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SMC gears up for board elections

Anneliese Woolford | Tuesday, February 10, 2004

Presidential elections for Residence Hall Association and Student Diversity Board, two of Saint Mary’s most active student government branches, will be held online today via PRISM.

Juniors Martha Hottenstein and Jill Funnell are running unopposed for the respective RHA president and vice president positions.

Hottenstein, Little Sibs Weekend co-chair, and Funnell, health and wellness chair, currently serve on the board under president Shay Jolly and vice president Jackie Zins. This is Hottenstein’s second year as a board member.

“Watching two presidents prior to running has helped me see what the job entails,” she said. “My experience gives me a strong base for the position and it helps to know that if I have any questions, Shay will still be around to answer them.”

Perhaps the largest responsibility on Hottenstein and Funnell’s platform is that of providing Opus Apartments, Saint Mary’s new on-campus housing complex, a representative voice on RHA. Other platform goals include strengthening the bond between Saint Mary’s, Notre Dame and Holy Cross and increasing awareness of intramural sports.

Hottenstein said that the ticket plans to make no changes to the current structure of the board, and instead hopes to expand upon strides already taken.

Juniors Ashley Doughty and Adriana Puente will also run unopposed in today’s election for the positions of SDB president and vice president.

Both candidates have held positions on the board for one year under current president Veronica Saavedra and vice president Annemarie Marquez. Doughty now serves as publicity and journalistic relations chair and Puente as admissions commissioner.

Doughty describes the two as having formed an “instant friendship” through their work on SDB.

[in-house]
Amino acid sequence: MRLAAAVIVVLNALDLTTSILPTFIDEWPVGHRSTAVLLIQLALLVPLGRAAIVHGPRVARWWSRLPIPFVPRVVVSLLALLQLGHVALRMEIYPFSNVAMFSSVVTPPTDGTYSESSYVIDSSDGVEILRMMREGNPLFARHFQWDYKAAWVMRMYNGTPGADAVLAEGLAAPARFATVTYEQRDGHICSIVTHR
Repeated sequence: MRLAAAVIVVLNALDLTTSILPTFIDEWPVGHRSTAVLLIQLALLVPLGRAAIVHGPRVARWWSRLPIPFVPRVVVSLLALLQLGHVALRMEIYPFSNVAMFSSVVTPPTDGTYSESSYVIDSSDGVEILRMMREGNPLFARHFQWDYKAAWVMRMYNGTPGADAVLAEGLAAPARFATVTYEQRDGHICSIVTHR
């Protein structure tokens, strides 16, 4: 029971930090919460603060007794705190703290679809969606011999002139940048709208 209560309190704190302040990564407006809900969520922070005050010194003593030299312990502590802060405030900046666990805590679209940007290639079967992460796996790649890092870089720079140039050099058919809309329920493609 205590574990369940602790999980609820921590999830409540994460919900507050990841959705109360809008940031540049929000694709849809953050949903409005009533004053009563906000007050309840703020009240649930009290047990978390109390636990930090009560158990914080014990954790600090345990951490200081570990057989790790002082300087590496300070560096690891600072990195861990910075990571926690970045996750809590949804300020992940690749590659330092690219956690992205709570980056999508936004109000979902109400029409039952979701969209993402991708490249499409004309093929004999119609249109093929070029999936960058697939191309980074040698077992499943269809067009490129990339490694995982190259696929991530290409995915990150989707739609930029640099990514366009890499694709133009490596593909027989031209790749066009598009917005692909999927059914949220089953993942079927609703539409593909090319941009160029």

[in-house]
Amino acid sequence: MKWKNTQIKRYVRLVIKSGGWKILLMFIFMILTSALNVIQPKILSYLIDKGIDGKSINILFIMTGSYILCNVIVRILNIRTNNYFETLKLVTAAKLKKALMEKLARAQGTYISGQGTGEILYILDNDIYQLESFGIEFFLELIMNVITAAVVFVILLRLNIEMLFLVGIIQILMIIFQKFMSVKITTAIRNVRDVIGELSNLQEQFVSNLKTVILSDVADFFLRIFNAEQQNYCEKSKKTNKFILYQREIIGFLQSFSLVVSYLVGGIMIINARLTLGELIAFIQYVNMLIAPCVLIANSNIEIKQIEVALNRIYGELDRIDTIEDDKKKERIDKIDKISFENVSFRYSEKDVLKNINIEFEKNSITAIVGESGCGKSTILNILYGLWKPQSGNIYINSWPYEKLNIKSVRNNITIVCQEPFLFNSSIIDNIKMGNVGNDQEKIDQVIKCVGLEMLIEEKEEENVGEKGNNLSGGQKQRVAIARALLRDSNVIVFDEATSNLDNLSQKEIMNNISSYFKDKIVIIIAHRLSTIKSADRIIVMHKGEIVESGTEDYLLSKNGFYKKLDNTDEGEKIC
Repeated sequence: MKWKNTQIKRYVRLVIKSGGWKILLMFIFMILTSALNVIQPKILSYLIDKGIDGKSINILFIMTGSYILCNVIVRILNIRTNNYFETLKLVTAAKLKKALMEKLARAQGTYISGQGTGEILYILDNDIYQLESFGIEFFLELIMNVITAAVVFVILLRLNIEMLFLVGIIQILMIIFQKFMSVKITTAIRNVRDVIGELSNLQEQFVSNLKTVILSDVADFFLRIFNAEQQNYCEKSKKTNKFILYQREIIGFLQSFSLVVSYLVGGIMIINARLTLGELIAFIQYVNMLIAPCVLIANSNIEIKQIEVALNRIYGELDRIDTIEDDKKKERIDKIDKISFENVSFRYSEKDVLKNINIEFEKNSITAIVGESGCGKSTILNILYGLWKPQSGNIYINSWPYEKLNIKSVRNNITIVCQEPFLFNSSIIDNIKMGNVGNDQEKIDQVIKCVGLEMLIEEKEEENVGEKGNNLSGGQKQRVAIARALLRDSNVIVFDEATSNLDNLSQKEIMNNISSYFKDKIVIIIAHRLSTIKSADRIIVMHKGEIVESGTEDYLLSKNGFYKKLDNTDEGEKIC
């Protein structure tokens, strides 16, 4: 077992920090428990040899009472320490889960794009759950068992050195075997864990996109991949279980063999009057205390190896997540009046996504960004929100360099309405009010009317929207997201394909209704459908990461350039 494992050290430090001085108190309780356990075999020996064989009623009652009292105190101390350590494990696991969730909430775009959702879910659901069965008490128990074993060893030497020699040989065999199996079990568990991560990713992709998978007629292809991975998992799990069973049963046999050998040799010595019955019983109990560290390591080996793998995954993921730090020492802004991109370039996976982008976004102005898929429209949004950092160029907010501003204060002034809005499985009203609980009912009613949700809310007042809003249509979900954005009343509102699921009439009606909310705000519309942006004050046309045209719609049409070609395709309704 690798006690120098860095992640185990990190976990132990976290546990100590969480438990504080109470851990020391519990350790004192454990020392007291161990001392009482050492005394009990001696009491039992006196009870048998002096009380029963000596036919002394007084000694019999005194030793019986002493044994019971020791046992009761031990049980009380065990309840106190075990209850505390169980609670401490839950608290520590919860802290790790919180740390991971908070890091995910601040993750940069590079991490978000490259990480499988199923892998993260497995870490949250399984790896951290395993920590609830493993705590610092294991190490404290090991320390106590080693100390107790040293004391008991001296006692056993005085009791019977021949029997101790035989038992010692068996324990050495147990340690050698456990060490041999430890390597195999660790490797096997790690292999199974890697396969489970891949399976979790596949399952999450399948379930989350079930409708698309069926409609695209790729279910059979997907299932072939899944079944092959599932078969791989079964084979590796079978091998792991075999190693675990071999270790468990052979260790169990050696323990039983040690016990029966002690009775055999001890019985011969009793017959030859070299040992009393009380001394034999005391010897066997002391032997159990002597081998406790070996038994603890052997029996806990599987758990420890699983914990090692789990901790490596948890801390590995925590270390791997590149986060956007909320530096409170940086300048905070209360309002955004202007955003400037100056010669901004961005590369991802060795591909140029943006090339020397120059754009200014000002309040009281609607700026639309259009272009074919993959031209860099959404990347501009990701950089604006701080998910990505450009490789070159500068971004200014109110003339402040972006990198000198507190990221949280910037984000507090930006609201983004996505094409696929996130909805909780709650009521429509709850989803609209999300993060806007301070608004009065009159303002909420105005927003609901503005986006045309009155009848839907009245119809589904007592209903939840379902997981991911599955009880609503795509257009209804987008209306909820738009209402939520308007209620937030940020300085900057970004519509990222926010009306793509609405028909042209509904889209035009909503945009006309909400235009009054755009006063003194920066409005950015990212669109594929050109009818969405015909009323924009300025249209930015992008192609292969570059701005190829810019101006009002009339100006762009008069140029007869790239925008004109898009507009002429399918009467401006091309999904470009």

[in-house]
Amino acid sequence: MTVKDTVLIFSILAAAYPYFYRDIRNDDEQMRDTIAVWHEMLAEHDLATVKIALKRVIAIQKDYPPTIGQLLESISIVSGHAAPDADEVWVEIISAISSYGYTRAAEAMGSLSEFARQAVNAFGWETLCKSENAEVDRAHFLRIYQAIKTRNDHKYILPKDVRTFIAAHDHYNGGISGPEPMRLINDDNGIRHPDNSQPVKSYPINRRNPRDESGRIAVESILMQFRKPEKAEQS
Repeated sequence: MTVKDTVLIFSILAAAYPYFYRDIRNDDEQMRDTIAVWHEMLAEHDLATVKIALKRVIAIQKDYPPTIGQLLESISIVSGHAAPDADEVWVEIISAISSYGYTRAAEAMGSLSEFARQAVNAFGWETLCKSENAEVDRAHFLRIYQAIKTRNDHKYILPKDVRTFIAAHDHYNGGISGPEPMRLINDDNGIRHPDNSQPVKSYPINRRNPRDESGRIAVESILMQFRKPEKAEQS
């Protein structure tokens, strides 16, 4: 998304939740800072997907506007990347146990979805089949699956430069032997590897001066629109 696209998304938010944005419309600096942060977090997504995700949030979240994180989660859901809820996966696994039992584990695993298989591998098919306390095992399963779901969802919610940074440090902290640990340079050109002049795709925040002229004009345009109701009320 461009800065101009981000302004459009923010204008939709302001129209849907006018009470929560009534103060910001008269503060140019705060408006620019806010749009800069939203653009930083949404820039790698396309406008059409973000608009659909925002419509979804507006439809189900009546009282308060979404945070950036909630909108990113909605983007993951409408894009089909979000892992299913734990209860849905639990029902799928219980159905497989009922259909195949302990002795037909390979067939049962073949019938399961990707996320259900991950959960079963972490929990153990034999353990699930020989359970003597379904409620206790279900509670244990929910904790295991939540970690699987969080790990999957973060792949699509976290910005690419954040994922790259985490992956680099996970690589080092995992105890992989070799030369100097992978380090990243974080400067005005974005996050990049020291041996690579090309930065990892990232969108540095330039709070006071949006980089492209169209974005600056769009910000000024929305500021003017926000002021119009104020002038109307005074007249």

“I felt she had the same passion for the board and similar ideas for continuing to build upon where we’ve come from,” Doughty said.

Some of the ticket’s platform ideas include increasing the participation of faculty and staff at events, increasing work with student admissions and broadening aspects of diversity beyond those associated with race and ethnicity.

Doughty describes herself as a strong leader, primarily due to her work as a board member and as a tutor at the Robinson Community Learning Center.

“I’ve had good experiences and I’m ready to step up to the challenge of leading Student Diversity Board,” she said.

According to elections commissioner Nicole Haeberle, it is a common trend that just one ticket is running for each of these presidential positions. Candidates typically rise from within the board and are encouraged to run by the performance of the president that they served under, she explained.

This, however, should not deter students from voting.

“In each election there are three options: a vote of yes affirming the candidates, a vote of no signaling a lack of confidence in the candidates and an abstention signaling ambivalence in the election,” Haeberle said. “Despite only having one ticket, it is important for students to have a voice in their leaders for next year.”